The history of Christmas carols is wonderfully interesting. In 375 A.D. Christians first recognized December 25 as Christmas Day. At this point in time, however, there were no “Christmas carols” but rather the people sang hymns. Hymns were considered to be more solemn and religious in nature. Carols, on the other hand, were considered dances accompanied by music. One of the earliest Christmas hymns, of which we are aware, was likely “Jesus Refulsit Omnium” (“Jesus, Light of All the Nations”), written by St. Hilary of Poitier in the 4th century.
Another early Christmas hymn is “Corde natus ex Parentis” (“Of the Father’s Love Begotten). Christian poet Aurelius Clemens Prudentius wrote the Latin poem that inspired this song in the 5th century, but it wasn’t set to music until centuries later. When it was set to music, the tune used was entitled “Divine Mysterium”.
In Luke 9 we read of the account of Jesus’ Transfiguration. As the three disciples were thinking of making booths to Jesus, Elijah and Moses, they heard God speak:
And a voice came out of the cloud, saying, “This is my Son, my Chosen One; listen to him!”Luke 9:35
In Matthew 3 we read of Jesus baptism by John, as follows:
And when Jesus was baptized, immediately he went up from the water, and behold, the heavens were opened to him, and he saw the Spirit of God descending like a dove and coming to rest on him; and behold, a voice from heaven said, “This is my beloved Son, with whom I am well pleased.”Matthew 3:16-17
God’s love for His Son is clearly documented in Scripture. That love existed from eternity past and it will continue forever, as the resurrected Christ is now seated beside the Father interceding with the Father on behalf of His people.
Listen to this beautiful, age-old Christmas hymn as sung on the album “Hymns for All Saints: Advent, Christmas & Epiphany” by Concordia Publishing House 2005. The hymn is sung by a traditional a cappella choir. The words of the hymn are shown along side beautiful stained glass windows showing a variety of nativity-related scenes. Let the message and the glory of the hymn sink into your consciousness as you listen to the words and music.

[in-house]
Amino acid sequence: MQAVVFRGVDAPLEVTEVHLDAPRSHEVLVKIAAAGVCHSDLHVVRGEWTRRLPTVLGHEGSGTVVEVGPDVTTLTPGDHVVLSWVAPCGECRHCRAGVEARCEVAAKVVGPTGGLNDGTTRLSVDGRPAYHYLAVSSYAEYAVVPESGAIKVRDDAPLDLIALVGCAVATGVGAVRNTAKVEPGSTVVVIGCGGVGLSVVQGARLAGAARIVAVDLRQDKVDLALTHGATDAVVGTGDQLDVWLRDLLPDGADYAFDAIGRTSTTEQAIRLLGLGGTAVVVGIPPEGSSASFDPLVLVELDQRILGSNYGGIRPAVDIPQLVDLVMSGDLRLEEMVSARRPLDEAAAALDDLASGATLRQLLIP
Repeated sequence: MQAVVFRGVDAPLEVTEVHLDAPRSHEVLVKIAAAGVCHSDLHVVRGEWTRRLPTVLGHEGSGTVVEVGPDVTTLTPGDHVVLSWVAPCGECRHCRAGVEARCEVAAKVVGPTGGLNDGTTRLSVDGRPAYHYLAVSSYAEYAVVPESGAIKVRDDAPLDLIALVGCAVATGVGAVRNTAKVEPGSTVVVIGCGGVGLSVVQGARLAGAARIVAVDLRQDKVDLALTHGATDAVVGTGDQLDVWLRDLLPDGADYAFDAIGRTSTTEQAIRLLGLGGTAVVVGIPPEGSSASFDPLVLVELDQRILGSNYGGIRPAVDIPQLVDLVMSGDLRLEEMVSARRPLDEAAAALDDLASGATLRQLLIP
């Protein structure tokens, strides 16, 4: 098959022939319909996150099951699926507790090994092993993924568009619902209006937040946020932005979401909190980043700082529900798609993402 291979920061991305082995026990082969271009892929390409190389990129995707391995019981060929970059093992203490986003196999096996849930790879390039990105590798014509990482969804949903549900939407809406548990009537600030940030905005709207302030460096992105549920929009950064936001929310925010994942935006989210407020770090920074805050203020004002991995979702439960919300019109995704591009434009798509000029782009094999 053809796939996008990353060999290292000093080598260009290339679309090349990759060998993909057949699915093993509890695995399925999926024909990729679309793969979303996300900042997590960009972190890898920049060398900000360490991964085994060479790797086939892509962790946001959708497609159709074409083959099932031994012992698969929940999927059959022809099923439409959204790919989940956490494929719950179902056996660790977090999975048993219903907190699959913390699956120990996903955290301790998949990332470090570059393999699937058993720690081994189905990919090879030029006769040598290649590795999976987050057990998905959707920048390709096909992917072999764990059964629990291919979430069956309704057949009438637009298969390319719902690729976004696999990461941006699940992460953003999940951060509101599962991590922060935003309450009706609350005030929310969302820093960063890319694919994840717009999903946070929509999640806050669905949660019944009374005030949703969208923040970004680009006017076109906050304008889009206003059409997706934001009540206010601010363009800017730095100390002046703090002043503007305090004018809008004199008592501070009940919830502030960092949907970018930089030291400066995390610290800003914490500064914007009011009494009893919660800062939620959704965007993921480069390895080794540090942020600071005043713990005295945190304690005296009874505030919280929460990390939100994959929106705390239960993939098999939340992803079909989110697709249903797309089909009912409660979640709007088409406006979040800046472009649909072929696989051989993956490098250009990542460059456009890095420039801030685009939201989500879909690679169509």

Beloved, even though COVID-19 likely will make celebrating Christmas with family and friends difficult, celebrating the birth of the Lord Jesus Christ can be done in the quiet of your own heart and soul. Praise God the Father for the gift of His Son. Praise the Lord Jesus Christ for leaving His home in heaven and coming to this sin-ridden world to save us from our sins. Praise the Holy Spirit for His guiding us to God through faith in His Son.
Christ is the risen Lord and Redeemer of His people. Praise Him always, and especially at this season celebrating the His incarnation.
Father, help me to celebrate the birth of Christ during this difficult time with a pandemic raging, and social and political unrest overwhelming us at every turn. May the peace of Christ be with us in our celebration whether it be in a large group or individually. May the joy of Christmas be with us and may the light of Christmas be evident in our visage and in our interactions with others.